Treasury Tries to Spark Investment in Toxic Assets: In a move designed to get troubled assets off bank books and free up lending, the Treasury Department announces a program to use about $100 billion in federal funds to team with private investors to purchase the so-called legacy assets. The Public-Private Investment Program "will generate $500 billion in purchasing power to buy legacy assets—with the potential to expand to $1 trillion over time." As the Treasury Department sees it, the assets "create uncertainty around the balance sheets of these financial institutions, compromising their ability to raise capital and their willingness to increase lending." The program joins a growing list of initiatives announced by Treasury. Those programs include help for homeowners trying to avoid foreclosure, aid for small businesses, and a program for banks to ensure they have the capital they need should the recession worsen.
Firearms Caused Most Violent Deaths in 2006: Of the 15,395 violent deaths tracked by the Centers for Disease Control and Prevention in 2006, 48.2 percent were caused by firearms, 20.4 percent by poisoning, and 13.3 percent by hanging, strangulation, or suffocation. The Morbidity and Mortality Weekly Report notes that 16 states were participating in the National Violent Death Reporting System in 2006, a system that began in 2003 with just seven states and that the CDC envisions will eventually include all states and the District of Columbia. Other findings include that suicides accounted for 55.9 percent of the deaths, followed by homicides and deaths involving law enforcement. Suicide rates were highest for males, and males ages 35 to 64 accounted for 55.6 percent of those suicides. Among females, those 35 to 64 accounted for 65.5 percent of suicides of females.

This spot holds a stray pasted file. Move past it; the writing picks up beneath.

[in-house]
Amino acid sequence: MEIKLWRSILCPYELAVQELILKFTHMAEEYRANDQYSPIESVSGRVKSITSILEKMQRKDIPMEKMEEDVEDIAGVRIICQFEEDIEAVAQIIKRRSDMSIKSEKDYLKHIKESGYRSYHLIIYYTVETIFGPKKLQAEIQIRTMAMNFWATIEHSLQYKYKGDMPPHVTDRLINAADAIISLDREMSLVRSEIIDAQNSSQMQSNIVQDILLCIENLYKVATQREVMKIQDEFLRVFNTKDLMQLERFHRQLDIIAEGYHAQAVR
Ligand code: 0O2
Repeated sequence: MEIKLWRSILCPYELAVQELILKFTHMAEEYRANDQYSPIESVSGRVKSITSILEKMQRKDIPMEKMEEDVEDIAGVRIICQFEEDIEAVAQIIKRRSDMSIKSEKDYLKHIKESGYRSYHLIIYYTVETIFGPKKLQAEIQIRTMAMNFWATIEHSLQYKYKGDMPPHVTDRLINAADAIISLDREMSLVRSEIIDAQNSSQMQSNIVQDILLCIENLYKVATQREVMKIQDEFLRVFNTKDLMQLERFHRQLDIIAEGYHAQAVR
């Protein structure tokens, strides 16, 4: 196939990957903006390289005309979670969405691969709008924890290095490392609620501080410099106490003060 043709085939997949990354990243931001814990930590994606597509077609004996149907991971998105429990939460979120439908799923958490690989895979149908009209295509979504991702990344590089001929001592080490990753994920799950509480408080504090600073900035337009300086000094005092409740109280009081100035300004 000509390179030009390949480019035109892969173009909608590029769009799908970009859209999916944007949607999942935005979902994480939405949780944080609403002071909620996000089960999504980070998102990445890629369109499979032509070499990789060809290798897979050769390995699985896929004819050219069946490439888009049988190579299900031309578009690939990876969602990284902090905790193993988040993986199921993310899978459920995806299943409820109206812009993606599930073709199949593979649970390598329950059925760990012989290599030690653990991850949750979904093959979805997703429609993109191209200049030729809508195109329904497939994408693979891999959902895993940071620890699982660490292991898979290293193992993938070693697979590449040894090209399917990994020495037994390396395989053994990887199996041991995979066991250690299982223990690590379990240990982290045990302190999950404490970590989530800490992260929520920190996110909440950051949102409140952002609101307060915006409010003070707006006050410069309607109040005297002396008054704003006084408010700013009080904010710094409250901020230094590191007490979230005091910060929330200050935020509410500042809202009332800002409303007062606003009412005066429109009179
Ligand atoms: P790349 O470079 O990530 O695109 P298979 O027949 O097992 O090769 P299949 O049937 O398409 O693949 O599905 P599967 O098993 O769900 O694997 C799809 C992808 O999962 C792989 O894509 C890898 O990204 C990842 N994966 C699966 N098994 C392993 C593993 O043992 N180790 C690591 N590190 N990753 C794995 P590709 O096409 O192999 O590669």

The Future of the U.S.-South Korean Alliance: In order to continue their strong alliance, the United States and South Korea need diplomacy that includes "sustained dialogue, cooperation, and transparency." In "Going Global: The Future of the U.S.-South Korea Alliance," the Center for a New American Security notes that the two countries have "one of the most formidable and durable military alliances in the world" and one that has seen South Korea transform from a war-ravaged dictatorship to a wealthy democracy. The independent, nonpartisan group spent a year compiling the report, which, among other things, warns about taking an "anything but Bush" approach to the relationship. "President Bush [bequeathed] a strong partnership with President Lee, which will be critical to any attempt to transform the alliance. High-level attention is key to allay South Korean fears of American neglect and perceptions of abandonment."
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